World famous political prisoner Mumia Abu-Jamal won an opportunity to reopen his case when a Philadelphia Common Pleas Court judge ruled on Dec. 27 that his appeal can be reargued before the Pennsylvania Supreme Court. The appeal opens the possibility of a retrial where the racist frame-up of Mumia can be exposed.
Judge Leon Tucker found that “if a judge served as a prosecutor and then the judge, there is no separate analysis or determination required by the court, there is a finding of automatic bias and a due process violation.”
This ruling overturns a 2012 decision by Chief Justice Ronald D. Castille because of the racist bias he exhibited when acting as a prosecutor. Evidence includes racist campaign speeches and letters advocating the issuance of death warrants in cases where a police officer was killed. Despite a convincing body of evidence supporting Mumia’s claim of innocence, Castille’s ruling denied Mumia further appeals, condemning him to serve a life sentence without parole.
In the second part of Judge Tucker’s ruling ― made in a courtroom packed with police ― Tucker said Abu-Jamal’s lawyers failed to present evidence that Castille had a significant personal involvement in a critical decision over Abu-Jamal’s case while Castille was district attorney. The judge did note that the evidence of Castille’s bias in Mumia’s case was missing because the state failed to produce two documents that it was obligated to preserve while Abu-Jamal’s appeals were active.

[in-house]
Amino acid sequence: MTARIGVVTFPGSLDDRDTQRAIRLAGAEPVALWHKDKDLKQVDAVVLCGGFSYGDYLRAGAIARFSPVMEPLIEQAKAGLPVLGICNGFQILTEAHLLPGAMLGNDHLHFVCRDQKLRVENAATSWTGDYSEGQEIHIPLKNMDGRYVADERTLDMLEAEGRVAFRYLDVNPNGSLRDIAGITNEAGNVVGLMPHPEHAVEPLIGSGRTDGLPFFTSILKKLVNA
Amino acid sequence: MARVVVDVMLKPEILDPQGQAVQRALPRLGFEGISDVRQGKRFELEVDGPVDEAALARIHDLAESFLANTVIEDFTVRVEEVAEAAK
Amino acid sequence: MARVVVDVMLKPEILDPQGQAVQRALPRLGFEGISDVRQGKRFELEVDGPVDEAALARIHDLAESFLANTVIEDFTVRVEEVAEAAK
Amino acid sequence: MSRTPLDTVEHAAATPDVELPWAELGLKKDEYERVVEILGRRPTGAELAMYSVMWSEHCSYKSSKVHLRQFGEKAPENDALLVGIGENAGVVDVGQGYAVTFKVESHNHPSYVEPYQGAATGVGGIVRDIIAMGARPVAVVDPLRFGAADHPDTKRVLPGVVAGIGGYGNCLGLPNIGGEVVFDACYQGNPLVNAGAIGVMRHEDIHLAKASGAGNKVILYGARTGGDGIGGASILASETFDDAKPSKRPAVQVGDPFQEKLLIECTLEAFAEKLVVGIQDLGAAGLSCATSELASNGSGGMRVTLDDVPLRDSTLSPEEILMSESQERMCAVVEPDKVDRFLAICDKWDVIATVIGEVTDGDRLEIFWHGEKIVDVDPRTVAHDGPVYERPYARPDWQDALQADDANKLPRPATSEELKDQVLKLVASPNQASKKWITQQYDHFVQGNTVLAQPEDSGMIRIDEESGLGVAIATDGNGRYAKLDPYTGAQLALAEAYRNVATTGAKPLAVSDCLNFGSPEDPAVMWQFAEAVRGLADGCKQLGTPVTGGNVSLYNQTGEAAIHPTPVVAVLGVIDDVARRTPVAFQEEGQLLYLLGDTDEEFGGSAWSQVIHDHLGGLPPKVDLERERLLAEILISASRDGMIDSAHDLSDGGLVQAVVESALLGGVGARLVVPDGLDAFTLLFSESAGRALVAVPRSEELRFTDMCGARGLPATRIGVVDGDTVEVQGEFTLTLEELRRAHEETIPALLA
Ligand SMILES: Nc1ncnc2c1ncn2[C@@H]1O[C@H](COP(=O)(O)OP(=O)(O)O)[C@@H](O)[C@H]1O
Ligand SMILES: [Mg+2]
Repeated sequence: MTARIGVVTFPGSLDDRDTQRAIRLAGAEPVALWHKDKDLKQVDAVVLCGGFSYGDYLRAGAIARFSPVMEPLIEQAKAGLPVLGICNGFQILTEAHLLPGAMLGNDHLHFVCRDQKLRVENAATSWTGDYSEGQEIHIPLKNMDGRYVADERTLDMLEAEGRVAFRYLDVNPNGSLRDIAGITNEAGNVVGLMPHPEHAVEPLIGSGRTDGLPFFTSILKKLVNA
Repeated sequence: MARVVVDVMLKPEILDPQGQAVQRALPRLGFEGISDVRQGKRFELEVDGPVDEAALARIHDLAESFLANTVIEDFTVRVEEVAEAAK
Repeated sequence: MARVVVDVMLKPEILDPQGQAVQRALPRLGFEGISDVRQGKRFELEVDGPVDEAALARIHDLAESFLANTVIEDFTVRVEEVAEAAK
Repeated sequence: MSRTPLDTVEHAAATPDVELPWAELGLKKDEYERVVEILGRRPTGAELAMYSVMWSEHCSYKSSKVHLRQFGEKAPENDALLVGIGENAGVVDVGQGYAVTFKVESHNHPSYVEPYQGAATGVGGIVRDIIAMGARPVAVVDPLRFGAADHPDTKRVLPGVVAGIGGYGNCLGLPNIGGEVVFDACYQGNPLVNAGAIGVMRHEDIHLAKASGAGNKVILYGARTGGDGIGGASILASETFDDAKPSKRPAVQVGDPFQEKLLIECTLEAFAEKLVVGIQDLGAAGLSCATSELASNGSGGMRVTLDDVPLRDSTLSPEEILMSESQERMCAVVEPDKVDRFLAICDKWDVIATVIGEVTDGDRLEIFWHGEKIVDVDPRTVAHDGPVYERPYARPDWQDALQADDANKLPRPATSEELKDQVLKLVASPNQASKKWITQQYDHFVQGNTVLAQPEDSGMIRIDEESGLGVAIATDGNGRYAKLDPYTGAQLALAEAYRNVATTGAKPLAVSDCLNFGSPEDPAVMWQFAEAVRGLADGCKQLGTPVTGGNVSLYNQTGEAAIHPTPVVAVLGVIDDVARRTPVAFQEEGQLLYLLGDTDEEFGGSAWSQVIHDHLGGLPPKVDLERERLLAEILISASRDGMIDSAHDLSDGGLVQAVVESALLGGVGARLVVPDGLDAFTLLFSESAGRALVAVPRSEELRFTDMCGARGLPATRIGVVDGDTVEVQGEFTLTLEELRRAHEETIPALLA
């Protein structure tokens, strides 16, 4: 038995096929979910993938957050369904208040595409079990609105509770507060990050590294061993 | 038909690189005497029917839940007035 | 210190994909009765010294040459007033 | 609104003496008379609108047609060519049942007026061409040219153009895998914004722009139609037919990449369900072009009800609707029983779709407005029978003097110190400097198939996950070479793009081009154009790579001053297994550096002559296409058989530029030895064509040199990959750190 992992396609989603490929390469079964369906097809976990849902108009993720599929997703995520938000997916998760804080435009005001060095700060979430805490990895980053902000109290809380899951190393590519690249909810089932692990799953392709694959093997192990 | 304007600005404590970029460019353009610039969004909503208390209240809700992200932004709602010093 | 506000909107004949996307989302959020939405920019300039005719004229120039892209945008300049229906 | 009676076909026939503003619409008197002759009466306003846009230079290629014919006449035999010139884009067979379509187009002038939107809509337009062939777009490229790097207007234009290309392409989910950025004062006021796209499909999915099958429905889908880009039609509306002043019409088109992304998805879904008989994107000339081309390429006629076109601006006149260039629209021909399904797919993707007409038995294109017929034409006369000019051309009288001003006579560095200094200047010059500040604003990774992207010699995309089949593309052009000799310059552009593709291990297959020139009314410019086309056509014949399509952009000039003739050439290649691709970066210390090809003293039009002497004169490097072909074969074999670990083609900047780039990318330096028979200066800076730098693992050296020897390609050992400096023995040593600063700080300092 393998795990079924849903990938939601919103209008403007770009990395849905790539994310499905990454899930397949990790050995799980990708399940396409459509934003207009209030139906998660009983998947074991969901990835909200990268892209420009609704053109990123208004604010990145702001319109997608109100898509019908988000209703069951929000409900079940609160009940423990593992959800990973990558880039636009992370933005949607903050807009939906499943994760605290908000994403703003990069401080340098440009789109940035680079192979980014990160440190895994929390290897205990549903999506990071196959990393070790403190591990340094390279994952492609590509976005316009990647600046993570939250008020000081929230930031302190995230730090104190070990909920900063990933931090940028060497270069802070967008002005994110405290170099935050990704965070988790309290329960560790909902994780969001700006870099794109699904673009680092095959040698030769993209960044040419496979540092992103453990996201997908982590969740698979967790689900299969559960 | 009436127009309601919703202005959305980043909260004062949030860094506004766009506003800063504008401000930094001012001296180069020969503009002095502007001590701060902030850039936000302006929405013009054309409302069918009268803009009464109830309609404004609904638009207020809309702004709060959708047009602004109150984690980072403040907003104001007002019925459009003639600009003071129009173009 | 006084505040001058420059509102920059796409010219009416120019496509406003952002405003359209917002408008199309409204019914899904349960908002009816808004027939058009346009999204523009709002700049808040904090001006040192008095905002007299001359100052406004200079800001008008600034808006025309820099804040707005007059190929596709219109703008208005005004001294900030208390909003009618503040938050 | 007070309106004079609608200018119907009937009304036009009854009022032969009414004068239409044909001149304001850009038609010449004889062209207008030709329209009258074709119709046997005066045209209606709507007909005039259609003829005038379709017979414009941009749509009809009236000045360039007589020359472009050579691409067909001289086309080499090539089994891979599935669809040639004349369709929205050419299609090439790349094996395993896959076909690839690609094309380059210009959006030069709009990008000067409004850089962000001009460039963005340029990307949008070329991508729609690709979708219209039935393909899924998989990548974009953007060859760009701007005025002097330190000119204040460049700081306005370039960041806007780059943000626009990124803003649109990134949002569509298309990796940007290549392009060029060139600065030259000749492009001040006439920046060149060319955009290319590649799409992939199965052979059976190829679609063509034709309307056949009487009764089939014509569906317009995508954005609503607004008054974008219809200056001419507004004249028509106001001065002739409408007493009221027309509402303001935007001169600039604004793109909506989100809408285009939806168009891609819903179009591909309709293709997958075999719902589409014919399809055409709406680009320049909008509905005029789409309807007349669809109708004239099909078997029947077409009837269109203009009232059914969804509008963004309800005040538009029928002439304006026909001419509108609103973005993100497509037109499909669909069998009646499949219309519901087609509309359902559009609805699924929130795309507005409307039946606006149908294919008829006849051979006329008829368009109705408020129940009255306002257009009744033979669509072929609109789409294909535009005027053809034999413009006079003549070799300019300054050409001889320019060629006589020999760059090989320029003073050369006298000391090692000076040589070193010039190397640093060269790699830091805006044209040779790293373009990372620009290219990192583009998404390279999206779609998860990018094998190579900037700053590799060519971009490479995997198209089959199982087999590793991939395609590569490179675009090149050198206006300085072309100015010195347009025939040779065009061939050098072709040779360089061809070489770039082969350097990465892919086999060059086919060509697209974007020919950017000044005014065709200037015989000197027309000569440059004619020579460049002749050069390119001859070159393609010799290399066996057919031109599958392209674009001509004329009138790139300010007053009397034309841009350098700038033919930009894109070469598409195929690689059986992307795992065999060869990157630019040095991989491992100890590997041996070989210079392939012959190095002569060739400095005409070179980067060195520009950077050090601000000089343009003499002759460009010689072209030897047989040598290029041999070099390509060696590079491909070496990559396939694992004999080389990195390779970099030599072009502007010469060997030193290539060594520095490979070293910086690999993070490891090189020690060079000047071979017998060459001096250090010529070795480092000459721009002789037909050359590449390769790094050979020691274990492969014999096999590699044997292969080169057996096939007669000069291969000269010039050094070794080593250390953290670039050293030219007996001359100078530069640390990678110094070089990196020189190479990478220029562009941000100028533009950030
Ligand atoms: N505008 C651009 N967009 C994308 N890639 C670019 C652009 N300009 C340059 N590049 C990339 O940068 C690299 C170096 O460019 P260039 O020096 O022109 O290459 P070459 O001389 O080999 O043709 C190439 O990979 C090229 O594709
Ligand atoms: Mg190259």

Mumia was on death row from 1981 until 2008, when a U.S. appeals court threw out the death sentence because of flawed jury instructions. The appeals court was forced to respond to the worldwide campaign for freedom for Mumia. Protests focused on the racist U.S. courts and prison system. As an internationally renowned political prisoner and journalist, Mumia had become “the voice of the voiceless” and a symbol of injustice in the U.S. prison system.
Journalist Mumia Abu-Jamal had served as Black Panther Party minister of information and reported on racist Philadelphia police attacks ― especially the attacks on the organization MOVE and the police bombing of the MOVE house in 1985, a terrorist act that flattened an entire neighborhood in the oppressed community of Philadelphia.
During four decades in prison, Mumia was celebrated for his writing on the U.S. system of injustice. He wrote about the racist bias he saw in the makeup of juries and the inequity of the number of people of color on death row. Despite his vulnerable position, Mumia has never flinched from protesting injustice wherever he has seen it, from Palestine to racist police brutality in the U.S. to President Trump’s murderous persecution of im/migrants.
In recent years, Mumia suffered a life-threatening illness from hepatitis C. After angry protests led by supporters like Pam Africa, he was granted the right to receive a curative treatment. In a well-known display of courage, he would not accept the lifesaving medicine until it became available for other prisoners too.
Now is the time to be in the street for Mumia. It is support for his courage that has kept his case in the forefront of the struggle against racism. It is possible now to build the kind of protests that will find resonance in the courts, to fight for justice that cannot be denied.
Stay tuned: www.freemumia.com #FreeMumia
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